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# Choosing correct wire

#### Ronnie_Space

Jun 19, 2014
35
For a simple hobby circuit with x10 1W LED's running at 3.4V 200mA, (power supply 5V dc) how does one select an appropriate wire gauge for this load? Is there a rule of thumb or calculation anyone can advise?

Ronnie

Moderator
Nov 17, 2011
13,716

#### Ronnie_Space

Jun 19, 2014
35
Thank you.

Acceptable loss 3%

5V dc

2 amps

1m Length

= 19AWG

#### dave9

Mar 5, 2017
1,188
Practically speaking, I select the highest gauge (regular) insulated wire I have in stock... buying spools of wire gauge higher than needed for that, doesn't seem as cost effective to me as buying more of a gauge that can handle *most* low current projects, not having to (invest in) stock wire that's barely capable.

However I question the use of 5VDC, presuming that a simple hobby circuit would use a resistive current limiter for each, so you're losing [ (5V - 3.4V) / 5V ] * 100 = 32% power as heat at the resistors alone. If you were to switch to using a 12V supply and ran 3 x LEDs in series for 10.2V sum forward voltage, you more than cut your resistor loss in half. j Granted, 3 x series doesn't divide into 10 evenly, but you're running them at under 1W each so perhaps running 9 LEDs at 222mA each instead of 10 LEDs?

#### Lionel44

Jan 11, 2014
22
For a simple hobby circuit with x10 1W LED's running at 3.4V 200mA, (power supply 5V dc) how does one select an appropriate wire gauge for this load? Is there a rule of thumb or calculation anyone can advise?

Ronnie
The wire gauge is governed by the maximum current drawn. It is always wise to check with the suppliers data sheet. However as a rule of thumb wire can be calculated by a factor of 10. eg a 1mm diameter wire (18 gauge) will safely carry 10 amps, 1.5 mm - 15 amps etc.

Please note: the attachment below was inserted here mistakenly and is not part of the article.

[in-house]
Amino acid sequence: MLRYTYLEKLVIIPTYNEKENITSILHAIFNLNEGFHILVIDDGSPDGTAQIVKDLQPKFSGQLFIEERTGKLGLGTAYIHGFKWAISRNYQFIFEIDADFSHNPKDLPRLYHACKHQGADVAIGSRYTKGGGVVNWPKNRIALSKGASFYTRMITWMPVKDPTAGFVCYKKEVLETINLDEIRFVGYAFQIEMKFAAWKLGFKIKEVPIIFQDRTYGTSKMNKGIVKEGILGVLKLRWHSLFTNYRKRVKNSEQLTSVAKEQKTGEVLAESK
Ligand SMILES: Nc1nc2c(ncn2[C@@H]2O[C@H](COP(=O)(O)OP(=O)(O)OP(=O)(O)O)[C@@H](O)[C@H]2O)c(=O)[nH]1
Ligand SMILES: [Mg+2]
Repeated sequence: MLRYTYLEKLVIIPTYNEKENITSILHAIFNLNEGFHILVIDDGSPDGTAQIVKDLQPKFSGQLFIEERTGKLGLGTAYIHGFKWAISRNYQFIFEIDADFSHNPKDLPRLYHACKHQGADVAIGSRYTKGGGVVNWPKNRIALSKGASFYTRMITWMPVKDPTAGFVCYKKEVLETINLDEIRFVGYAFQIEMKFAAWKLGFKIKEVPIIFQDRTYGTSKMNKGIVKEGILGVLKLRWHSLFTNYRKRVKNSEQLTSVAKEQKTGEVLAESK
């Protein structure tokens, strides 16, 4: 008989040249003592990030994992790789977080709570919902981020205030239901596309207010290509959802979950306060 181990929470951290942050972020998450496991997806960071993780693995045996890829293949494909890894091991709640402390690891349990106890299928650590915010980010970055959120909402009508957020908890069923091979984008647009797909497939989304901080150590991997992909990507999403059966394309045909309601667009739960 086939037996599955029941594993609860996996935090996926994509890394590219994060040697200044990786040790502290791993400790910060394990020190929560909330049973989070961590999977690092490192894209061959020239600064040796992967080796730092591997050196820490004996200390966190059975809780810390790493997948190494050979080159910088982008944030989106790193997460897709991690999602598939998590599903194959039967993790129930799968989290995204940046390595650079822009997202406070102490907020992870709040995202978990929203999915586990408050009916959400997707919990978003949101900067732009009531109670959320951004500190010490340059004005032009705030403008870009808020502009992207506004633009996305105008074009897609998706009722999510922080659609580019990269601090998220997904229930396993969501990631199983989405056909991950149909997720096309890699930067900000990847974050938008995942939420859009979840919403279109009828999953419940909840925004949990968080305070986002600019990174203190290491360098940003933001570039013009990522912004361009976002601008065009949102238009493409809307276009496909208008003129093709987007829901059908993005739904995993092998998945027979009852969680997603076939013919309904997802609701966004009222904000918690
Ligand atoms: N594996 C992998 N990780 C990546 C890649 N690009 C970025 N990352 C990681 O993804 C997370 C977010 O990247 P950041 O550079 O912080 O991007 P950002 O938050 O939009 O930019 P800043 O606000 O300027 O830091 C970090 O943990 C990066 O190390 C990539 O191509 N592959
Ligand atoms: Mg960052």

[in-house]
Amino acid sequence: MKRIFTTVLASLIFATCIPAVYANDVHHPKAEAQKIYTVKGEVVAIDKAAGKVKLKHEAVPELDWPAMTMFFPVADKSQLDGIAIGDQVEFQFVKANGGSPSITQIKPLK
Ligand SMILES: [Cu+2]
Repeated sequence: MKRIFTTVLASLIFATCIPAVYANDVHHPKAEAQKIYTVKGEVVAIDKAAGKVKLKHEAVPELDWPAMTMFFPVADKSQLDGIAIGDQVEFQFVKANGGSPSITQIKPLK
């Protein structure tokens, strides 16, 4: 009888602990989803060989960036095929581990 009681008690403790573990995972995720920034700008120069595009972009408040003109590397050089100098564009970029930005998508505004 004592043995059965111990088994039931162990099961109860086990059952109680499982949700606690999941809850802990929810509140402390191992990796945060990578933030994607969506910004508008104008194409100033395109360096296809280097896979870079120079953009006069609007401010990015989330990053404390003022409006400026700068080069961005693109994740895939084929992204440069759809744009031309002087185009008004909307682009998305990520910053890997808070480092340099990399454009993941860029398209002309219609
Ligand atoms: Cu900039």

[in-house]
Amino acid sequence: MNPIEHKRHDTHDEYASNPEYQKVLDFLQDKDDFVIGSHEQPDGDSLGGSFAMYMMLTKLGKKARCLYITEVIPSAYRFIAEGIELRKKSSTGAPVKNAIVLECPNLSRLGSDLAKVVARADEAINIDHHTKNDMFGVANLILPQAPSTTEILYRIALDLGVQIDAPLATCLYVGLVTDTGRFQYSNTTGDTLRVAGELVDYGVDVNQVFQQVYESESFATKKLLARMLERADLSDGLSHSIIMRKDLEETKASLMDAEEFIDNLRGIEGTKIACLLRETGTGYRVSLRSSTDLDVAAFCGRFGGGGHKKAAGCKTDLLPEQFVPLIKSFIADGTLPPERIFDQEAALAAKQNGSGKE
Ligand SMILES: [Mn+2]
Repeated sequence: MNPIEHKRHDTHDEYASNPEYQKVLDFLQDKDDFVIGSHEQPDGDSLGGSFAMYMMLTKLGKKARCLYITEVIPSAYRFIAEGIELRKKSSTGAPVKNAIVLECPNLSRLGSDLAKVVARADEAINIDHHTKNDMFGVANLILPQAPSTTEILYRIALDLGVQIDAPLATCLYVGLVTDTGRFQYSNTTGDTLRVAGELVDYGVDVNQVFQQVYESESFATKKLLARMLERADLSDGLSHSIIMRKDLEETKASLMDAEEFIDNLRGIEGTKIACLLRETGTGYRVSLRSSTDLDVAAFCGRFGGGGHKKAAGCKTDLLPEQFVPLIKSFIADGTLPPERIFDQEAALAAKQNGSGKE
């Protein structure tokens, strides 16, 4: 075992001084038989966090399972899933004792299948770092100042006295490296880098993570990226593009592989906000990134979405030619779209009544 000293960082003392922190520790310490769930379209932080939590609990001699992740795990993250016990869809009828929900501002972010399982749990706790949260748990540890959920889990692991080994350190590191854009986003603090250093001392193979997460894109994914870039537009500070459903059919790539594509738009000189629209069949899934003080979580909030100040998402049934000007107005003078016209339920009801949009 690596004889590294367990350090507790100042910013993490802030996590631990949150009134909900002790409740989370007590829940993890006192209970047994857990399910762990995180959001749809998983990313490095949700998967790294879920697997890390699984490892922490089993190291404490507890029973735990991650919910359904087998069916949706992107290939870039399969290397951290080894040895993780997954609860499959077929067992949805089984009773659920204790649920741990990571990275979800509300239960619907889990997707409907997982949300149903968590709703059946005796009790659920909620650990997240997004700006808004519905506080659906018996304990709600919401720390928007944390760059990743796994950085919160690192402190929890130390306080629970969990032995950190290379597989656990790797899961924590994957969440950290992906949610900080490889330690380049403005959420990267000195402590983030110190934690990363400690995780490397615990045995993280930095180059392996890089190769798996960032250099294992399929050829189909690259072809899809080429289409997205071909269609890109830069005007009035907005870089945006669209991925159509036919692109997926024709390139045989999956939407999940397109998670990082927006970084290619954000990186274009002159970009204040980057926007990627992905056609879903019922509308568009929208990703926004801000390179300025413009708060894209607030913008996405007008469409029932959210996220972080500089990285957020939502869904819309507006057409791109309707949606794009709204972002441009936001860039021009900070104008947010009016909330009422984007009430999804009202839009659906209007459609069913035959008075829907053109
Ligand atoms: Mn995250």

It is the insulation on the wire that governs the voltage. For that reason a 1mm wire used on a low voltage hobby project or an automobile circuit cannot replace a 1mm wire used on 110 or 240volt household system.
There is also something called voltage drop that has to be considered. Although it is unlikely to affect most hobby projects, it will have to be taken into account if long distances are involved (such as installing a doorbell or a motion sensor down at the garden gate) Because of the resistance of the wire (18 gauge 22 ohms/1000ft), volts will be lost over long distances and a larger gauge maybe required.

Last edited:

#### xryz

Jun 24, 2013
5
i usually go with what is available which is usually a bit of old cat5 or telephone wire for this sort of project.

#### Ronnie_Space

Jun 19, 2014
35
Practically speaking, I select the highest gauge (regular) insulated wire I have in stock... buying spools of wire gauge higher than needed for that, doesn't seem as cost effective to me as buying more of a gauge that can handle *most* low current projects, not having to (invest in) stock wire that's barely capable.

However I question the use of 5VDC, presuming that a simple hobby circuit would use a resistive current limiter for each, so you're losing [ (5V - 3.4V) / 5V ] * 100 = 32% power as heat at the resistors alone. If you were to switch to using a 12V supply and ran 3 x LEDs in series for 10.2V sum forward voltage, you more than cut your resistor loss in half. j Granted, 3 x series doesn't divide into 10 evenly, but you're running them at under 1W each so perhaps running 9 LEDs at 222mA each instead of 10 LEDs?

Good point regarding the loss. However, 5VDC comes from the powerbank I am using as my fixed power source.

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